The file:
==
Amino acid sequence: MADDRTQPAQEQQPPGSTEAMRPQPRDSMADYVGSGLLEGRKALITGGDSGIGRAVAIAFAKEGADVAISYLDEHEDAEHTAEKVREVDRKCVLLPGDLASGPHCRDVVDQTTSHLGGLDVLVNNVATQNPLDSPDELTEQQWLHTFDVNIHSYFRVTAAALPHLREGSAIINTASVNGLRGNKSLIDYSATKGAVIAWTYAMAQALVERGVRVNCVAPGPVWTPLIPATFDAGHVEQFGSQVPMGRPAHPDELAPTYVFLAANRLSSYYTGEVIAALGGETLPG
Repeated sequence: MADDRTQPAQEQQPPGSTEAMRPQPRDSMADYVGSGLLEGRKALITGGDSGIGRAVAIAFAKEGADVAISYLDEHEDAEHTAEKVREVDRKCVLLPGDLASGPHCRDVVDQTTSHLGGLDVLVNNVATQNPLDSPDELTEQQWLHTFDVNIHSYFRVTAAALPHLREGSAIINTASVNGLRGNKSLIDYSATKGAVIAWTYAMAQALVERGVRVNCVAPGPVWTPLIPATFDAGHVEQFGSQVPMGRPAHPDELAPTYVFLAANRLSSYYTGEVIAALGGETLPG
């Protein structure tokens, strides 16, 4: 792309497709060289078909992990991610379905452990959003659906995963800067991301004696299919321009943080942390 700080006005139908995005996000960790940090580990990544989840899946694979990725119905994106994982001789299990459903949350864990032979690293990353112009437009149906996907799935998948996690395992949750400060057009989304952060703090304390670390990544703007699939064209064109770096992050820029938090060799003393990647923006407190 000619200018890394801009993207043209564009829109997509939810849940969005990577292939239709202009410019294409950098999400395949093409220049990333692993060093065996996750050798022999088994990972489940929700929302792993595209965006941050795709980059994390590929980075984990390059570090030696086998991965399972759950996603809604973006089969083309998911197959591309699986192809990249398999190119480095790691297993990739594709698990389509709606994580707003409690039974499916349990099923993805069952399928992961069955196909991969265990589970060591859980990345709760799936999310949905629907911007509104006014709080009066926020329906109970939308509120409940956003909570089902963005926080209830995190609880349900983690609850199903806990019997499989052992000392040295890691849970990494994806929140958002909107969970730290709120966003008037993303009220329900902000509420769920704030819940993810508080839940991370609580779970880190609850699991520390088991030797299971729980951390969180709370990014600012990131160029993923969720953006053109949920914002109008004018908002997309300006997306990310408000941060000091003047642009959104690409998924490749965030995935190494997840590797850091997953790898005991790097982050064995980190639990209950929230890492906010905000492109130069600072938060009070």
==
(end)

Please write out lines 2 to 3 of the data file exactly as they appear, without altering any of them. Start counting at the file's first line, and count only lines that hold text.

Repeated sequence: MADDRTQPAQEQQPPGSTEAMRPQPRDSMADYVGSGLLEGRKALITGGDSGIGRAVAIAFAKEGADVAISYLDEHEDAEHTAEKVREVDRKCVLLPGDLASGPHCRDVVDQTTSHLGGLDVLVNNVATQNPLDSPDELTEQQWLHTFDVNIHSYFRVTAAALPHLREGSAIINTASVNGLRGNKSLIDYSATKGAVIAWTYAMAQALVERGVRVNCVAPGPVWTPLIPATFDAGHVEQFGSQVPMGRPAHPDELAPTYVFLAANRLSSYYTGEVIAALGGETLPG
């Protein structure tokens, strides 16, 4: 792309497709060289078909992990991610379905452990959003659906995963800067991301004696299919321009943080942390 700080006005139908995005996000960790940090580990990544989840899946694979990725119905994106994982001789299990459903949350864990032979690293990353112009437009149906996907799935998948996690395992949750400060057009989304952060703090304390670390990544703007699939064209064109770096992050820029938090060799003393990647923006407190 000619200018890394801009993207043209564009829109997509939810849940969005990577292939239709202009410019294409950098999400395949093409220049990333692993060093065996996750050798022999088994990972489940929700929302792993595209965006941050795709980059994390590929980075984990390059570090030696086998991965399972759950996603809604973006089969083309998911197959591309699986192809990249398999190119480095790691297993990739594709698990389509709606994580707003409690039974499916349990099923993805069952399928992961069955196909991969265990589970060591859980990345709760799936999310949905629907911007509104006014709080009066926020329906109970939308509120409940956003909570089902963005926080209830995190609880349900983690609850199903806990019997499989052992000392040295890691849970990494994806929140958002909107969970730290709120966003008037993303009220329900902000509420769920704030819940993810508080839940991370609580779970880190609850699991520390088991030797299971729980951390969180709370990014600012990131160029993923969720953006053109949920914002109008004018908002997309300006997306990310408000941060000091003047642009959104690409998924490749965030995935190494997840590797850091997953790898005991790097982050064995980190639990209950929230890492906010905000492109130069600072938060009070």